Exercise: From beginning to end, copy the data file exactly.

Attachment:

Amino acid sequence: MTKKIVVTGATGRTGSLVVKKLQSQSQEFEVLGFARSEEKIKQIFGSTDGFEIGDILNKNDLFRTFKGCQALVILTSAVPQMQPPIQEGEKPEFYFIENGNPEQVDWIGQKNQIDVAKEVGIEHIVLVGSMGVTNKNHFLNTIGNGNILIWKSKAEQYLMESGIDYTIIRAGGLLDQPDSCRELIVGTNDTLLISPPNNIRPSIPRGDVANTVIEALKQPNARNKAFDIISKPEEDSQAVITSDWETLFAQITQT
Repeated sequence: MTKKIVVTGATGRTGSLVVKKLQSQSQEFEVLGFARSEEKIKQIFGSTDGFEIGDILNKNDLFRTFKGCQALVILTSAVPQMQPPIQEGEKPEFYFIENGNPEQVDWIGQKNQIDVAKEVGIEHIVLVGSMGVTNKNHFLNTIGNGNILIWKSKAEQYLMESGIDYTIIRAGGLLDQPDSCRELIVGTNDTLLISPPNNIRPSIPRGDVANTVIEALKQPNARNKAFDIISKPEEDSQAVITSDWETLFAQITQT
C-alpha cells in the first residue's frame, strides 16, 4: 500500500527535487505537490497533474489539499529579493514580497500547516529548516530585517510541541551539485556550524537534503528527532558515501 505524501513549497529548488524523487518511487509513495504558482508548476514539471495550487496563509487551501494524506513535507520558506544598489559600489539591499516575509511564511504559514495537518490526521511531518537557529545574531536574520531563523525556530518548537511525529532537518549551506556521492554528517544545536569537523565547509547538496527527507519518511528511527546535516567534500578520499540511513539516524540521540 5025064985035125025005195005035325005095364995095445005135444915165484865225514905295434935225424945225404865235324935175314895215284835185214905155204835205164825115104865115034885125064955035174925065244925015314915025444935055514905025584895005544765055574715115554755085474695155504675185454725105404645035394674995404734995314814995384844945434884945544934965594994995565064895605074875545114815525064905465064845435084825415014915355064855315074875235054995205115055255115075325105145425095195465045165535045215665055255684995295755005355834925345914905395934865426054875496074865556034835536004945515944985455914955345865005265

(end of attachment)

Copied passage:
Amino acid sequence: MTKKIVVTGATGRTGSLVVKKLQSQSQEFEVLGFARSEEKIKQIFGSTDGFEIGDILNKNDLFRTFKGCQALVILTSAVPQMQPPIQEGEKPEFYFIENGNPEQVDWIGQKNQIDVAKEVGIEHIVLVGSMGVTNKNHFLNTIGNGNILIWKSKAEQYLMESGIDYTIIRAGGLLDQPDSCRELIVGTNDTLLISPPNNIRPSIPRGDVANTVIEALKQPNARNKAFDIISKPEEDSQAVITSDWETLFAQITQT
Repeated sequence: MTKKIVVTGATGRTGSLVVKKLQSQSQEFEVLGFARSEEKIKQIFGSTDGFEIGDILNKNDLFRTFKGCQALVILTSAVPQMQPPIQEGEKPEFYFIENGNPEQVDWIGQKNQIDVAKEVGIEHIVLVGSMGVTNKNHFLNTIGNGNILIWKSKAEQYLMESGIDYTIIRAGGLLDQPDSCRELIVGTNDTLLISPPNNIRPSIPRGDVANTVIEALKQPNARNKAFDIISKPEEDSQAVITSDWETLFAQITQT
C-alpha cells in the first residue's frame, strides 16, 4: 500500500527535487505537490497533474489539499529579493514580497500547516529548516530585517510541541551539485556550524537534503528527532558515501 505524501513549497529548488524523487518511487509513495504558482508548476514539471495550487496563509487551501494524506513535507520558506544598489559600489539591499516575509511564511504559514495537518490526521511531518537557529545574531536574520531563523525556530518548537511525529532537518549551506556521492554528517544545536569537523565547509547538496527527507519518511528511527546535516567534500578520499540511513539516524540521540 5025064985035125025005195005035325005095364995095445005135444915165484865225514905295434935225424945225404865235324935175314895215284835185214905155204835205164825115104865115034885125064955035174925065244925015314915025444935055514905025584895005544765055574715115554755085474695155504675185454725105404645035394674995404734995314814995384844945434884945544934965594994995565064895605074875545114815525064905465064845435084825415014915355064855315074875235054995205115055255115075325105145425095195465045165535045215665055255684995295755005355834925345914905395934865426054875496074865556034835536004945515944985455914955345865005265